A Medieval Life
Cecilia Penifader and the World of English Peasants Before the Plague
by Judith M. Bennett
A Medieval Life offers a biography of one woman, a portrait of her world, and an introduction to historical method.
A Medieval Life offers a biography of one woman, a portrait of her world, and an introduction to historical method. Written in a clear and accessible style, it reworks a well-loved book to provide an entirely new resource for students, teachers, and general readers.
Like Cecilia Penifader, most people in the Middle Ages were peasants, humble people living socially below the knights, bishops, and kings who figure so large in history books. Judith M. Bennett shows that peasants, too, made history. She explores how peasant lives were closely entangled with the lives and interests of those more privileged, looking at manors as well as villages; parishes, faith, and ritual practices; royal taxes and justice; economy and trade; famine and disease. By moving out from Cecilia's perspective, the book explores the ties and tensions that bound all medieval people—poor as well as rich—into a medieval society.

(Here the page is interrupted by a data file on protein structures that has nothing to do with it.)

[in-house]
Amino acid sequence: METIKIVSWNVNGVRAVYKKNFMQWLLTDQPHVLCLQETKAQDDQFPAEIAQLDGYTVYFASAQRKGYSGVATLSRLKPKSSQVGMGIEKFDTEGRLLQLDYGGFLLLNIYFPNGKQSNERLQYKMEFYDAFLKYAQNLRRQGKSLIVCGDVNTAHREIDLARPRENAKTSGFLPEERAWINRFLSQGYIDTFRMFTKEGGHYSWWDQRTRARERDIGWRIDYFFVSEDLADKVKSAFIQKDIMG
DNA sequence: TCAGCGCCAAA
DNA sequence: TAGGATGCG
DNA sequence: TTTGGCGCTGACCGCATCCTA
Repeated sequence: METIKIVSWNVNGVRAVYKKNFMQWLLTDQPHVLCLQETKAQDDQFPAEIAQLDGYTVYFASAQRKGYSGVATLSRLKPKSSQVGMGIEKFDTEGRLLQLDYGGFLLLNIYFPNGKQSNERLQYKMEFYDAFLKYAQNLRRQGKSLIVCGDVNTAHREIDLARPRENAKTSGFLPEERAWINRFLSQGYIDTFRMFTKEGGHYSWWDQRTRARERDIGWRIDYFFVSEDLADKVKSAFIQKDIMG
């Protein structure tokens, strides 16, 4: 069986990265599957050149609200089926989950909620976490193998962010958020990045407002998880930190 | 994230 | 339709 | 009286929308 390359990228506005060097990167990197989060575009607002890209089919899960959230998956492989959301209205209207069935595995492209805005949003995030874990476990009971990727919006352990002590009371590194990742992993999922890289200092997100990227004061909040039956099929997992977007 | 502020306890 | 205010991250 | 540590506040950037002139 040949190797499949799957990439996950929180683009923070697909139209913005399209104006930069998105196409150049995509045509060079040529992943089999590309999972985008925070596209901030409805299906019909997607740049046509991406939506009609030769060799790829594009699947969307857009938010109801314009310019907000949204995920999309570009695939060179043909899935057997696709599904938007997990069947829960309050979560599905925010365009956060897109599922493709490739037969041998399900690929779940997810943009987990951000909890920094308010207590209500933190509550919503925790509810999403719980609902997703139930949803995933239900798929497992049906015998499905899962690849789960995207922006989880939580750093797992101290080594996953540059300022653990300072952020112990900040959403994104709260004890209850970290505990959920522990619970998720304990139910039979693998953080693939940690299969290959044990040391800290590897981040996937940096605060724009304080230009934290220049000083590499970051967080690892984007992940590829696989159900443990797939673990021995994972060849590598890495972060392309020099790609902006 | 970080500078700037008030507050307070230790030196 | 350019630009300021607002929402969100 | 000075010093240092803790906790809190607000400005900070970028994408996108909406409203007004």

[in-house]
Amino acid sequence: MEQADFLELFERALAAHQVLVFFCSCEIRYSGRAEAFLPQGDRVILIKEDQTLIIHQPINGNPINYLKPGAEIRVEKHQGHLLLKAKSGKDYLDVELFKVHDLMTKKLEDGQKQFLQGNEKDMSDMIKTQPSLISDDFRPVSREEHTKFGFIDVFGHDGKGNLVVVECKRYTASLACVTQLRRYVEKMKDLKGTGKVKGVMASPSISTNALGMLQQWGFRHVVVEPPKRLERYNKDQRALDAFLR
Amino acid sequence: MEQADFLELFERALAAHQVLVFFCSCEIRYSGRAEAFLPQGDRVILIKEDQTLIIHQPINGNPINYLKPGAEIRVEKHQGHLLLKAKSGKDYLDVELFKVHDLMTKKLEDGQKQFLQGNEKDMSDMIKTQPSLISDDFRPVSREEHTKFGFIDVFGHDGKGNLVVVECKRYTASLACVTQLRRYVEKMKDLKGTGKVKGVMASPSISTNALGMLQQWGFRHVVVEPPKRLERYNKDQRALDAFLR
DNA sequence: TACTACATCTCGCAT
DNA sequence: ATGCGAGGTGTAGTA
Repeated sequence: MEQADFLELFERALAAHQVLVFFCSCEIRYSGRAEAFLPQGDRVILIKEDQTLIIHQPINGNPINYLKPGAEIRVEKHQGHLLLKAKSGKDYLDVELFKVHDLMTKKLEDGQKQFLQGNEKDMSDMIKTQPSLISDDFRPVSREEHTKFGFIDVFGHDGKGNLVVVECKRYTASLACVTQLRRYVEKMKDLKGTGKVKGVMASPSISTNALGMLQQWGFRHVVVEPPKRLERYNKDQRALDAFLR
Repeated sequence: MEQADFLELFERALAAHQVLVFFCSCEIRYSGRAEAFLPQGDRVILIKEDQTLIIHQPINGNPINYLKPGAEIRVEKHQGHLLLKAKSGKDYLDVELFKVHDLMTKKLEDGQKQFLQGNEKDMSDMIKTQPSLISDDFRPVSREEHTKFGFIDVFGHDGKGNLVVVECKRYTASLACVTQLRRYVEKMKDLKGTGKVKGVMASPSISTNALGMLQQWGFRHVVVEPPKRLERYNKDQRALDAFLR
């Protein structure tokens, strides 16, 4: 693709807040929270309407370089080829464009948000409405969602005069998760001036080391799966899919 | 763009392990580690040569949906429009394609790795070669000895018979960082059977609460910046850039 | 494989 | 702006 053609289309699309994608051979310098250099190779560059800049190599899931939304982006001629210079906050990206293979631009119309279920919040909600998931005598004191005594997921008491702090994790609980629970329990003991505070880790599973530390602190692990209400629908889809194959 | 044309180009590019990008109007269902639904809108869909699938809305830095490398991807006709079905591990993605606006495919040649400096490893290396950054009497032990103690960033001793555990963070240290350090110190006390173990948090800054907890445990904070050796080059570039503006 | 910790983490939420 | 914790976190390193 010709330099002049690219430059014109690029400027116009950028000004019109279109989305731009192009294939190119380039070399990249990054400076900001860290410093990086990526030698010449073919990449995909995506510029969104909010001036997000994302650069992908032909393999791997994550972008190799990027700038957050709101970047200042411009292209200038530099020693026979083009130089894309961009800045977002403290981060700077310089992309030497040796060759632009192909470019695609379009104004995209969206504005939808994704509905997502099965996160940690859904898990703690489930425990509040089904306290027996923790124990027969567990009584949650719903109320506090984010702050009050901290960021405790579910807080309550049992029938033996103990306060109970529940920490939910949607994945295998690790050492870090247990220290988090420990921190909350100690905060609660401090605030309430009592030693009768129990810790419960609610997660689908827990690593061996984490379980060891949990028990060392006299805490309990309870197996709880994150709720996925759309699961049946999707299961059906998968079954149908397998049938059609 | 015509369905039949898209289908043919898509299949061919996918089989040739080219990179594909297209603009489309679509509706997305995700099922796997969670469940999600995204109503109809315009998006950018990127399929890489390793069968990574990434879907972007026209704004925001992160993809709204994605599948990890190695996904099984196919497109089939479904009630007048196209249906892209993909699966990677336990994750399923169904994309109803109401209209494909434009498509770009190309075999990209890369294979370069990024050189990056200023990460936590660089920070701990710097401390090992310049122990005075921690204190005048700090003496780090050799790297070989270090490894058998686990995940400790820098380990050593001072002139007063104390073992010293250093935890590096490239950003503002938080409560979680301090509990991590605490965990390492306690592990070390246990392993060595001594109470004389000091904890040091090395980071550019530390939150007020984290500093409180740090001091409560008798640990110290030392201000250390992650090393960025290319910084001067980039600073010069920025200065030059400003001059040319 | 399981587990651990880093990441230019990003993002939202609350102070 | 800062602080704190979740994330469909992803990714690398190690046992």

The book also provides a primer on the fact-finding and interpretative debates that are at the heart of the historian's craft. Each chapter includes a new section on how medievalists today are studying such topics as puberty, morals, courtship, and climate change. The illustrations, taken from the famous Luttrell Psalter, provide a coherent, rich, and interpretatively complex visual program. And the final chapter explores some of the different ways in which historians, for better and for worse, have understood medieval society.
"Judith M. Bennett has [told] a story that is at the same time the biography of a woman and the portrait of a world."—Speculum
"The story of Cecilia Penifader provides a starting point for a broad-ranging social history [of] Western civilization, medieval social history, and women's history, as well as for anyone wanting a well written overview of the world of the medieval peasantry."—Parergon